REVIEW: The Golden Record at Soulpepper

Three musicians stand on stage, passionately performing a musical number. One holds a microphone, singing, another plucks a stand-up bass, and the third is leaning back, clutching his chest as he sings to the sky. Behind them is a projected backdrop of overlapping blue and purple circles, creating an ethereal effect. The image is set on top of a larger but fainter version of the same image, creating dynamic layers.
(left to right) Divine Brown, Travis Knights and Beau Dixon perform as part of the new Slaight Music Associates.

Get ready for an epic adventure, because Soulpepper Theatre and the Slaight Music Associates are ready to take you on a journey that transcends space and time.

It’s a lofty claim to make, for sure. But the effect the The Golden Record had on its opening night audience was undeniable. We laughed, we whooped, sang along, and on more than one occasion, fell into complete silence. The atmosphere in the theatre was unlike anything I’ve witnessed in years: we had raucous, dance-in-your-seat, FUN.

Conceived by Slaight Family director of music Mike Ross, The Golden Record goes beyond theatrical entertainment and becomes an educational experience. It certainly isn’t a simple concert: it’s stunning musical artistry melded with beautiful visual performances and a healthy dose of the most interesting and honest history lesson I’ve had in a theatre in a long time. 

The show revolves around the Voyager Golden Record, NASA’s ambitious attempt to communicate the story of planet Earth to other life forms that might exist within our universe.

Yes, you read that right. In 1977, NASA sent two vessels into space to carry gold-plated phonographic records containing the images and sounds they felt best represented our world into space. The two “golden records” contain encoded images (encoded in analog form), sounds, clips of humans speaking, and of course, music. And now, the new Slaight Music Associates and their band have taken that incredible soundscape and reinterpreted it for audiences.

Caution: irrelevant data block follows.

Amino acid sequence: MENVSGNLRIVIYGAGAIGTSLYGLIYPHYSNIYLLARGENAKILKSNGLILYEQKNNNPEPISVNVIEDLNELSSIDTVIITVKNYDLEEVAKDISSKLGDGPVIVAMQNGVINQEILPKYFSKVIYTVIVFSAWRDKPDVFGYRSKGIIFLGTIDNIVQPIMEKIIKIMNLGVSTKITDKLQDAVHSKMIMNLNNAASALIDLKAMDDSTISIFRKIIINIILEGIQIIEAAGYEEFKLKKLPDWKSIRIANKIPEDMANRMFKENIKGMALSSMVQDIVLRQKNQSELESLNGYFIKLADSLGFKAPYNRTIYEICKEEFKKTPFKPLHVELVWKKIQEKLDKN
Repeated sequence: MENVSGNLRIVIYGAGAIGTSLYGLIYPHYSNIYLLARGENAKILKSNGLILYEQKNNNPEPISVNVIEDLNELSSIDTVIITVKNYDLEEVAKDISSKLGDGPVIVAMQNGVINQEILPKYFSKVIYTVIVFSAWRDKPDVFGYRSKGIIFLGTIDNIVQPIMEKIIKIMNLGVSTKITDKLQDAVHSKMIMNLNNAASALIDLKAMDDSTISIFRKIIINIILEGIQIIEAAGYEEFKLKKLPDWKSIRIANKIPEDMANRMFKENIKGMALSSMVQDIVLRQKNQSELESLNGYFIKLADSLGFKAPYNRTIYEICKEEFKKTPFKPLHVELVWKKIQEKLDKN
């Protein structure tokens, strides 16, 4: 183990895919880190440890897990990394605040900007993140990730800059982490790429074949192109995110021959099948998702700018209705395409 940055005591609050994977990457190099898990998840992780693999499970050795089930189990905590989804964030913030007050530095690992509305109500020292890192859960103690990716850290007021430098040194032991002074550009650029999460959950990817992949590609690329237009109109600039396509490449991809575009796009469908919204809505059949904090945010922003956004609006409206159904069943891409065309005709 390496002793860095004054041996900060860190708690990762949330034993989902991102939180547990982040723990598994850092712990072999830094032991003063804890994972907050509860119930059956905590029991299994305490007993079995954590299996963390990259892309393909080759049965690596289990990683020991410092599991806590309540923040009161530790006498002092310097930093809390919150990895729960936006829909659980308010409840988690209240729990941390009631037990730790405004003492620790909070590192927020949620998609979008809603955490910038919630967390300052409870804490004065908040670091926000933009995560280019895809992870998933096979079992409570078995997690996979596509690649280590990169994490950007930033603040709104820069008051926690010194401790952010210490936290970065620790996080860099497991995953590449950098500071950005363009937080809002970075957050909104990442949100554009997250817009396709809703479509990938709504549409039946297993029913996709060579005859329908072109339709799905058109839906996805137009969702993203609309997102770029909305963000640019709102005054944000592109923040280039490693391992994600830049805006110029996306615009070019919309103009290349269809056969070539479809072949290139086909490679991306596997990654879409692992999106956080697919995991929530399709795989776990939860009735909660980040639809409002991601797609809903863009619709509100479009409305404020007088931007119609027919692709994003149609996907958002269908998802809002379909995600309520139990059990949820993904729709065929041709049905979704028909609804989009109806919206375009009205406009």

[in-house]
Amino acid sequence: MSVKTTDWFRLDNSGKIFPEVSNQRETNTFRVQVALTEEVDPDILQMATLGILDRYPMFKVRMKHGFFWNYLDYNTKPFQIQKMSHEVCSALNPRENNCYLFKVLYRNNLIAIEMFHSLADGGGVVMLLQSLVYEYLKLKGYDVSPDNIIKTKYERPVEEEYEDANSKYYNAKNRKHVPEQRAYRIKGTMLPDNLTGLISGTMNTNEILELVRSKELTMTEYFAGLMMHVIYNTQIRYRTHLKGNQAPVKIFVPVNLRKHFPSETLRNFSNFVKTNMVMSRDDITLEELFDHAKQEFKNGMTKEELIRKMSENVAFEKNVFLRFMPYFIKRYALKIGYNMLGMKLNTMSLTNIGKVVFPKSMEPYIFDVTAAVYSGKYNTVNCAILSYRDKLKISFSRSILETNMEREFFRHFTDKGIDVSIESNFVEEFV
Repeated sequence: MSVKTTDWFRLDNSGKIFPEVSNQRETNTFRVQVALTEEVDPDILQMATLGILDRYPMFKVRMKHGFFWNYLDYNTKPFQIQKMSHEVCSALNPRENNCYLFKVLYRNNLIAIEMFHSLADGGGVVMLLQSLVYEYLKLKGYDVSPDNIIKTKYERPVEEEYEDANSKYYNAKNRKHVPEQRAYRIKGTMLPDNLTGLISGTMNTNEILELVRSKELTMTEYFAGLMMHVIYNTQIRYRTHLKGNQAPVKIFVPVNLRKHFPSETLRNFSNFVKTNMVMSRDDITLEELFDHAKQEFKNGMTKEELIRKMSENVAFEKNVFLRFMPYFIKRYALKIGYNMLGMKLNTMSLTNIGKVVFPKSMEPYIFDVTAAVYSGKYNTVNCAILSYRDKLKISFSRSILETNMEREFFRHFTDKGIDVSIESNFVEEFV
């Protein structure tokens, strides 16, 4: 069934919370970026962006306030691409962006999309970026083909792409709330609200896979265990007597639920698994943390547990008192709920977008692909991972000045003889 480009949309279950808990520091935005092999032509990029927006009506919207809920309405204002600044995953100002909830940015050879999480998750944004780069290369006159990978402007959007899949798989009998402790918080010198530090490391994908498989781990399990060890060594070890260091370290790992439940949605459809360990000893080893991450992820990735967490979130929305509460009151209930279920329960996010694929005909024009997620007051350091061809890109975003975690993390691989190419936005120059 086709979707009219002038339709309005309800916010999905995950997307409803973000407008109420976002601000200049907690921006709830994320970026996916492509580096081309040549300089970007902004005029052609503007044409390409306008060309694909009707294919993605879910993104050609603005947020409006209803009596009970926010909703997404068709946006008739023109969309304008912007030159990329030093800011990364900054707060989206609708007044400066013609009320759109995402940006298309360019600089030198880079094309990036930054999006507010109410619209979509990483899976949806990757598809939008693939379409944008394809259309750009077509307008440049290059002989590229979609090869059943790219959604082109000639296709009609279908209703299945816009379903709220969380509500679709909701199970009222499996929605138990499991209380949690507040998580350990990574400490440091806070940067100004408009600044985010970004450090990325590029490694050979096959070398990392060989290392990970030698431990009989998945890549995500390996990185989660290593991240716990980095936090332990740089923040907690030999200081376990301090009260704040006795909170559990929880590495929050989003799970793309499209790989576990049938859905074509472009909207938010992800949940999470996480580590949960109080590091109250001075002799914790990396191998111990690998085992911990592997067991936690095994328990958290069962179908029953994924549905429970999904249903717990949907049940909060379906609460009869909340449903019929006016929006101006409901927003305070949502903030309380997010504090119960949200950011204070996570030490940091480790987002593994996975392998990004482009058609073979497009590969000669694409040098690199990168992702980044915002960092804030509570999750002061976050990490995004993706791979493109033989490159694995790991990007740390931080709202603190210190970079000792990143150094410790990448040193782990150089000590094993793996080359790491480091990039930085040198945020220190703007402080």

The Golden Record marks Soulpepper’s first staged concert since 2019’s The Riverboat Coffee House: The Yorkville Scene, and serves as the perfect introduction to the Slaight Family Music Foundation’s five new associates. Divine Brown, Beau Dixon, Travis Knights, Raha Javanfar, and Andrew Penner join Ross onstage to weave a tale through passionate history lessons and incredible music. There is no weakness within this ensemble, and despite each of them having a standout moment in the production, the true star of the show is their work as a company. Each of the five individuals has trod the Soulpepper boards on several occasions, and their familiarity with the space combined with their comfort with one another is evident from the second the first drum beat rings through the venue. 

Along with a three-piece string ensemble made up of Erin James, Erika Nielson, and Amanda Penner, the company tells the story of the conception and creation of the record, exploring a selection of the music chosen in 1977 and repackaging it in a thrillingly contemporary way. The pieces meld different eras and styles of music, weaving the songs from the album with those that a more modern, more diverse selection committee might have chosen.